A couple weeks ago, while having dinner with some friends in Seattle, our waiter told me they had a couple bottles of wine available from the Baja Peninsula, a portion of Mexico. While I knew this to be an up and coming wine region, I hadn’t yet had the opportunity to try wines from the area. First, the waiter brought me a sample glass of a Sauvignon Blanc. I was shocked at the aromatics. They were very reminiscent of a SB from the warmer climate of Wairau Valley in the Marlborough region of New Zealand. The aromas were coupled with a level of acidity slightly less than the typical SBs from Marlborough but still quite high. After I tasted that, the waiter informed me they had another grape variety from the same area, this was Nebbiolo. Nebbiolo is most notably grown in the Piemonte region of Northern Italy, where it makes Barolo and Barbaresco. Nebbiolo requires long sunny days to fully ripen its tannins but the best versions are grown at some elevation to provide cooling influences. This allows the grapes to maintain their acidity, as well as slowly ripening the tannins. Elevation also increases the complexity of the wine by imparting additional aromatics to the wine, such as herbal and perfumed notes.
The Nebbiolo was a 2020 vintage from Casa Jipi (pronounced like hippie) winery. First, wines such as Barolo and Barbaresco are legally required to have minimum aging times in oak and bottle before being released. Barbaresco has the lower requirements of the two being 9 months in oak (usually part taking place in new oak) and 24 months of total aging. Oak maturation allows a slow but controlled amount of oxygen exposure to the wine, which can soften the tannins and impart additional flavors into the wine. When I looked into the wine specifications for the Casa Jipi, I noted it was only fermented in oak (since it did not specify, I will assume that was used oak). The wine was then placed in an inert stainless steel vessel to age for 9 months. By doing this, the wine is not exposed to oxygen during this time. This will preserve the fruit flavors and aromas from the ripe grapes. It is a very common practice when making wine with aromatic wine grapes such as Riesling or Gewurztraminer.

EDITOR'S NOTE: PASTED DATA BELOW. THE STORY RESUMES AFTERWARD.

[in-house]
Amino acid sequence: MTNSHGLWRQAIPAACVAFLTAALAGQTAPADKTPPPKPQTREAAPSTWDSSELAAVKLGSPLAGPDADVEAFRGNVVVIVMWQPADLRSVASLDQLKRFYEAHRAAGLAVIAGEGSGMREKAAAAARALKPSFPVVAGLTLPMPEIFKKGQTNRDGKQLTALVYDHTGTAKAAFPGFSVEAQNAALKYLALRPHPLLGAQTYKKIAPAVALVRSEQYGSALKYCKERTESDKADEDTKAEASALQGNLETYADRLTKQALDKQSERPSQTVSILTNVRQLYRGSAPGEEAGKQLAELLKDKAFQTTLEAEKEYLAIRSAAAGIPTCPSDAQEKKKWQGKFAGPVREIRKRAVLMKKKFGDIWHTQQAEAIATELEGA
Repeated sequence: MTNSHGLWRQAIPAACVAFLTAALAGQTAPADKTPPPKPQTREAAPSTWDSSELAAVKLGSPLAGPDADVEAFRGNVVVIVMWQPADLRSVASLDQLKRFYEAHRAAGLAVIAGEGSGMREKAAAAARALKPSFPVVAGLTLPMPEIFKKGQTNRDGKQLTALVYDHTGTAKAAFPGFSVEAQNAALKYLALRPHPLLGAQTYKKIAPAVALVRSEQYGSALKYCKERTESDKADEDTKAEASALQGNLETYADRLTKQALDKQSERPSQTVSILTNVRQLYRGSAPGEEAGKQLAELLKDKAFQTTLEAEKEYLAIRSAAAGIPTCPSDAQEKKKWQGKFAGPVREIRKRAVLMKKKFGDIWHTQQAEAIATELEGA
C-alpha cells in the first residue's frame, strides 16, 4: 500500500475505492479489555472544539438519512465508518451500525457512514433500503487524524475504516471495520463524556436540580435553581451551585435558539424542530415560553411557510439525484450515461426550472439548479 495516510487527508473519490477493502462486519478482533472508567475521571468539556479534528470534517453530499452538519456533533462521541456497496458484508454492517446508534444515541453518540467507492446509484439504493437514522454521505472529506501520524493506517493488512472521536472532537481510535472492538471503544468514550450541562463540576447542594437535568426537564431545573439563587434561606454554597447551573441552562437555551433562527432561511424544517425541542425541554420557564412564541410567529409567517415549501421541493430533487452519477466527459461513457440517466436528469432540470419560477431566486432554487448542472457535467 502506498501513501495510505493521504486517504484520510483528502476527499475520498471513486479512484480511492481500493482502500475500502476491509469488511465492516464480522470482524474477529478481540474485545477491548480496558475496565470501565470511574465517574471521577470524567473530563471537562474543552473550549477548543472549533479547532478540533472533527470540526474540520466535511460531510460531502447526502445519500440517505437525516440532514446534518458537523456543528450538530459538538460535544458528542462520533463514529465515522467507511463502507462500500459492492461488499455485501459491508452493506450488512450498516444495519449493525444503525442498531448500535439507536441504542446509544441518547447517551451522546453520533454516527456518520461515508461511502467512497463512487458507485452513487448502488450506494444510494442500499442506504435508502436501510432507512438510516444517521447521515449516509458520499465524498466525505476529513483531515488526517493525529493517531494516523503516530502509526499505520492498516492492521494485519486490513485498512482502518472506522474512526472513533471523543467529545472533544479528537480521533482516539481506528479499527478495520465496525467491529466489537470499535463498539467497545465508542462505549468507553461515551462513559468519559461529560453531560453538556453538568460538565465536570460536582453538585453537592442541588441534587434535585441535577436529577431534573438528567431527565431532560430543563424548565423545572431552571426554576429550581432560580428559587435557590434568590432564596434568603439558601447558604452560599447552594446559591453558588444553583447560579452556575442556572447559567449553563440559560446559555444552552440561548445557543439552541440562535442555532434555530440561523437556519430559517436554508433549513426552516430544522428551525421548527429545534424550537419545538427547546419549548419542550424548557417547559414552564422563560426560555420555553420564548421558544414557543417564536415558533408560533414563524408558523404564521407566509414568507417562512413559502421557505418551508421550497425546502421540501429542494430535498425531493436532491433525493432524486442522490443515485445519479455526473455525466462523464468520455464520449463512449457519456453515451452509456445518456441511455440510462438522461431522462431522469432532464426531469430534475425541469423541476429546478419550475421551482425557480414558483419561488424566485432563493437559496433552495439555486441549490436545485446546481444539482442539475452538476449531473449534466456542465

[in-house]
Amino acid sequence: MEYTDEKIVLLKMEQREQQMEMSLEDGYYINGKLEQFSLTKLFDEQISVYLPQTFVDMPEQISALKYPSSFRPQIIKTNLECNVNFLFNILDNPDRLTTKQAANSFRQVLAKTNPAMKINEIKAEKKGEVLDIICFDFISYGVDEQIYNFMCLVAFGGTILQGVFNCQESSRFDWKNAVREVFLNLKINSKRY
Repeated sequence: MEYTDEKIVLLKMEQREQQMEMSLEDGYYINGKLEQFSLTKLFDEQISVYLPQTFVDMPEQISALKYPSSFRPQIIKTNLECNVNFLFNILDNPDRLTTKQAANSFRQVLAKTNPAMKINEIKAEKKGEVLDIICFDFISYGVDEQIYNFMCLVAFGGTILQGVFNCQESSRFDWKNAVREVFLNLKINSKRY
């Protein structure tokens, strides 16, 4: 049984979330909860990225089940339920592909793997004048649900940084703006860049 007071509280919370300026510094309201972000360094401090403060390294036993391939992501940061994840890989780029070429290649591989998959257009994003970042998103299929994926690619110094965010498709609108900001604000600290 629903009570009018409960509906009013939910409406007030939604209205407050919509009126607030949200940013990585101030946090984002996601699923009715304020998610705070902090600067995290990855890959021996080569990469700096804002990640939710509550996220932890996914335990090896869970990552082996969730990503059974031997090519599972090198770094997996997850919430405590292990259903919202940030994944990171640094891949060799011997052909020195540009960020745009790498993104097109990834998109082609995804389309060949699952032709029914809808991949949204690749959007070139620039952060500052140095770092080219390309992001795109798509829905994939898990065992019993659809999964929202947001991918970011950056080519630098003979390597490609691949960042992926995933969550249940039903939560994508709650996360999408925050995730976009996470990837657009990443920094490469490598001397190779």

When I poured the wine, it exhibited a deep purple color. The grapes had undergone significant color extraction as the wine stained the bowl and legs. Typically wines made from Nebbiolo are lighter ruby in color because while the skins are black, they do not contain as much of the color compound anthocyanin as other dark skinned grapes. The ruby color is due to the aforementioned mandatory aging requirements for wines such as Barbaresco and Barolo. Next, there were obvious aromas of baked and dried red fruits such as plums, cherries with aromas of hints of vanilla, and potpourri of rose and lavender flowers. On the palate, this dry wine had the tannins that were quite grippy but the trademark acidity of Nebbiolo lacking. Instead, it was more like a moderate acidity wine. The wine was still full bodied like I’d expect though. The most prominent flavor was a red berry note of thimbleberry, which I haven’t tasted since picking them in my yard as a child. There was also a thimbleberry bramble note to the wine. Other flavors I noted were those of herbs such as sage and fennel, as well as red apple. Unlike on the nose, the condition of the flavors in the mouth were fresher. The finish had an initial bitter note that faded and gave way to red fruit. I am curious how this wine will age and if it will develop the same earthy notes other nebbiolos take on. Time will tell!